Last night I went to a Maundy Thursday supper at church where we were reminded of the events taking place before Jesus’ crucifixion. I remembered my visit to Israel.
I walked down into the same prison where Jesus was taken like a criminal. I saw the area where Jesus was beaten, the games etched in the floor where Roman soldiers passed their time and laughed while prisoners suffered in the dark, cold, stone, stagnant cells.
I walked the Via Dolorosa along where Jesus carried his cross. I saw the garden where he cried out, “If there’s any other way…not my will, but thine.” I saw the hill shaped like a skull, Calvary where he was nailed to a cross.
I walked up onto Caiaphas’ courtyard where there’s a statue of Simon Peter, where he denied Jesus. The disciple who was so sure of himself, spoke out for Jesus, claimed he’d defend Jesus to the death and tried when Jesus was arrested in the Garden of Gethsemane. He was so loyal and determined he even followed Jesus and those who arrested him.
But that strong, eager, confident, bold man not only denied Jesus, denied even knowing him, not once but three times. Would I do that? Probably not. I probably would have run and hid at the first sign of trouble.
Then, as we stood near that statue of Peter, our leader asked, “Have you ever denied Christ?” Up until that time, I had not cried although most in our group had. But then I couldn’t hold back. The tears came as I thought what it means to deny Jesus. How terrible if anyone sincerely says, “I don’t even know him.”
I wondered if that’s what I say when I miss the opportunity to tell someone I know him. Or when I’m complacent and don’t do my best with what he’s given me. When I don’t fulfill my human potential. When I want things that are in my self interest instead of his. When I take Him for granted. When I don’t take advantage of walking and talking with him.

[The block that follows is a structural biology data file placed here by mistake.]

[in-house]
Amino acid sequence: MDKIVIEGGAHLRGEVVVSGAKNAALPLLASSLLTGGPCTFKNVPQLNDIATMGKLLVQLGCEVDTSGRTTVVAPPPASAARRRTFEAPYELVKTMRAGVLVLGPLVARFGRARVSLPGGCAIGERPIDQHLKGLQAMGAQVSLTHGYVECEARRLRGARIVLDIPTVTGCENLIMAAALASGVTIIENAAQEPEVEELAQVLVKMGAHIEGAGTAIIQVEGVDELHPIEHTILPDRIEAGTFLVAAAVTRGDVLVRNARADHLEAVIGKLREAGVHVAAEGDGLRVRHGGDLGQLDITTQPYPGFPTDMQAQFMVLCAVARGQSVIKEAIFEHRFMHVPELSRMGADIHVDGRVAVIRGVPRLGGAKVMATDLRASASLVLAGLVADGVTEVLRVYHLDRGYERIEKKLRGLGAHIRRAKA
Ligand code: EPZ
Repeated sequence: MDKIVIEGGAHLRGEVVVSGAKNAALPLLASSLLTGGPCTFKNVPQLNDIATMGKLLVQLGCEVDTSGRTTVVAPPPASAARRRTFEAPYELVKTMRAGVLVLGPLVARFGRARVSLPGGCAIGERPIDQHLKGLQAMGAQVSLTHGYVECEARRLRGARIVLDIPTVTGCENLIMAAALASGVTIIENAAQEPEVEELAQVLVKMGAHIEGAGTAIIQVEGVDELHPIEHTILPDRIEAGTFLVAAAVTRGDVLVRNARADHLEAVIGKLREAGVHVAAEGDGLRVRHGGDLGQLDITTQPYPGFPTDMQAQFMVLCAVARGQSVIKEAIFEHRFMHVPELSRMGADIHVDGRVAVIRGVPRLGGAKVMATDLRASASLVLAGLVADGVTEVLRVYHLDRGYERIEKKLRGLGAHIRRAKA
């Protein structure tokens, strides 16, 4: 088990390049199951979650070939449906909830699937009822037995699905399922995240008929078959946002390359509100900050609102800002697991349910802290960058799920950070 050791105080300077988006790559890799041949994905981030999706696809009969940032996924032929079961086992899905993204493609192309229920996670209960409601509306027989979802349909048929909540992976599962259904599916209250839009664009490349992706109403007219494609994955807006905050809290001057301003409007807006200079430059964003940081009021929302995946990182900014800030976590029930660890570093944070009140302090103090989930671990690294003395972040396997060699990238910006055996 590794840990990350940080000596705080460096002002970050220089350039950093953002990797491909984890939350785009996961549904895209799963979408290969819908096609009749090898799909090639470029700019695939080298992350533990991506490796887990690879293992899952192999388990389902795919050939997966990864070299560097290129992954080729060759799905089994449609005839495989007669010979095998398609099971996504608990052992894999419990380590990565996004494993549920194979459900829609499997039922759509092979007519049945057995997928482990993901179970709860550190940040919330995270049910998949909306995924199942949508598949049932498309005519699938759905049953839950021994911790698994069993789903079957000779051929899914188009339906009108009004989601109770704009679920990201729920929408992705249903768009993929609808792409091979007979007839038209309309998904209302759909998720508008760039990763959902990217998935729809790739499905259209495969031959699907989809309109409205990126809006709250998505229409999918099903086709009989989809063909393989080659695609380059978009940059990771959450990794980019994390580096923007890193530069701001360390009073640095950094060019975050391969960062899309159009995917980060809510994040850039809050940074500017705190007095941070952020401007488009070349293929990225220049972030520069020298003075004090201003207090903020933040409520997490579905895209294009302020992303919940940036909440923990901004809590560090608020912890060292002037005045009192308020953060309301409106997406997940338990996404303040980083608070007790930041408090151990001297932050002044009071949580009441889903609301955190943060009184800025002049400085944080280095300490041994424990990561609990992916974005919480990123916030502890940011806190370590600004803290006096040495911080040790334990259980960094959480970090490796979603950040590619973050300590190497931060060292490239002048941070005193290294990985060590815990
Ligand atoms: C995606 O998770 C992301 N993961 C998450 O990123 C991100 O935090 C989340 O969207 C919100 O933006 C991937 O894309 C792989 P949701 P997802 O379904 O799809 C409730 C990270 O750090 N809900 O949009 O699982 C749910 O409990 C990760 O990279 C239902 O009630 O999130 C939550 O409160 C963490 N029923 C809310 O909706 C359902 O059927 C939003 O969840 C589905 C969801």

I went inside a tomb like the one in which Jesus would have been buried. Or I should say, like the one out of which Jesus arose. While our group partook of The Lord’s Supper in the garden outside that tomb, and sang, so did another group of another race who sang in a different language. We felt as one with that group. Brought to me thoughts of heaven.
As I partook of The Lord’s Supper, the words were said, “Do this in remembrance of me,” and I did. Just as he forgave Simon Peter, he forgives me. The bread was remembering his suffering body, the fruit of the vine his blood shed so I don’t have to suffer and shed tears about my denials.
How blessed I am to be able to ask forgiveness, turn from the denials and proclaim him in thought, words and action. Thank him and praise him.
Yes, I know him. Hallelujah, he is alive!